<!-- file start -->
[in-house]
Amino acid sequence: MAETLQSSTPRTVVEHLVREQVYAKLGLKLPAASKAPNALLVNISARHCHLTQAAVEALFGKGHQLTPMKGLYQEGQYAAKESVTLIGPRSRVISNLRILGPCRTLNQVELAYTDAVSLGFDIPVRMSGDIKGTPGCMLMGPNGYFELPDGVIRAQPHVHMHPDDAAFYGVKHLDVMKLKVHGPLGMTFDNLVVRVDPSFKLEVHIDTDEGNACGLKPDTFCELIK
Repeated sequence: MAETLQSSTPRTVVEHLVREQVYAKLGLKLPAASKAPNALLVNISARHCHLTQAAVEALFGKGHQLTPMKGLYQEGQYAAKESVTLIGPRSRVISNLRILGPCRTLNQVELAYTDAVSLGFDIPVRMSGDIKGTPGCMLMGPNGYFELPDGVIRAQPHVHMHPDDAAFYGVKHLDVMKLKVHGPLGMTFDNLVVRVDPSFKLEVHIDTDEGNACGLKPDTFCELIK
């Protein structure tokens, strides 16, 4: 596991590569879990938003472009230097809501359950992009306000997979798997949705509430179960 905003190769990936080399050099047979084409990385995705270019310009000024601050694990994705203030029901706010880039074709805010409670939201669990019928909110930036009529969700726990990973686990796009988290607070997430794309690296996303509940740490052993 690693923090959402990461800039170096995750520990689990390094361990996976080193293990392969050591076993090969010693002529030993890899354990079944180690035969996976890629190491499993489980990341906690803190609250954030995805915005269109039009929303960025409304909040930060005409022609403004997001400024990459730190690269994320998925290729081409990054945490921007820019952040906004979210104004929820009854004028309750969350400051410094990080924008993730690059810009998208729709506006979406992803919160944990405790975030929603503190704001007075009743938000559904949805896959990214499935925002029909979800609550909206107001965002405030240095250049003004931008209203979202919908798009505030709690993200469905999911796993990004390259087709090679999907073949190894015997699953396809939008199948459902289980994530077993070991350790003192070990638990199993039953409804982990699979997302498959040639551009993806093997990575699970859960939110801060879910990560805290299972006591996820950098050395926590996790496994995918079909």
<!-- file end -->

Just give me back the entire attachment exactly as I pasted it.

[in-house]
Amino acid sequence: MAETLQSSTPRTVVEHLVREQVYAKLGLKLPAASKAPNALLVNISARHCHLTQAAVEALFGKGHQLTPMKGLYQEGQYAAKESVTLIGPRSRVISNLRILGPCRTLNQVELAYTDAVSLGFDIPVRMSGDIKGTPGCMLMGPNGYFELPDGVIRAQPHVHMHPDDAAFYGVKHLDVMKLKVHGPLGMTFDNLVVRVDPSFKLEVHIDTDEGNACGLKPDTFCELIK
Repeated sequence: MAETLQSSTPRTVVEHLVREQVYAKLGLKLPAASKAPNALLVNISARHCHLTQAAVEALFGKGHQLTPMKGLYQEGQYAAKESVTLIGPRSRVISNLRILGPCRTLNQVELAYTDAVSLGFDIPVRMSGDIKGTPGCMLMGPNGYFELPDGVIRAQPHVHMHPDDAAFYGVKHLDVMKLKVHGPLGMTFDNLVVRVDPSFKLEVHIDTDEGNACGLKPDTFCELIK
């Protein structure tokens, strides 16, 4: 596991590569879990938003472009230097809501359950992009306000997979798997949705509430179960 905003190769990936080399050099047979084409990385995705270019310009000024601050694990994705203030029901706010880039074709805010409670939201669990019928909110930036009529969700726990990973686990796009988290607070997430794309690296996303509940740490052993 690693923090959402990461800039170096995750520990689990390094361990996976080193293990392969050591076993090969010693002529030993890899354990079944180690035969996976890629190491499993489980990341906690803190609250954030995805915005269109039009929303960025409304909040930060005409022609403004997001400024990459730190690269994320998925290729081409990054945490921007820019952040906004979210104004929820009854004028309750969350400051410094990080924008993730690059810009998208729709506006979406992803919160944990405790975030929603503190704001007075009743938000559904949805896959990214499935925002029909979800609550909206107001965002405030240095250049003004931008209203979202919908798009505030709690993200469905999911796993990004390259087709090679999907073949190894015997699953396809939008199948459902289980994530077993070991350790003192070990638990199993039953409804982990699979997302498959040639551009993806093997990575699970859960939110801060879910990560805290299972006591996820950098050395926590996790496994995918079909």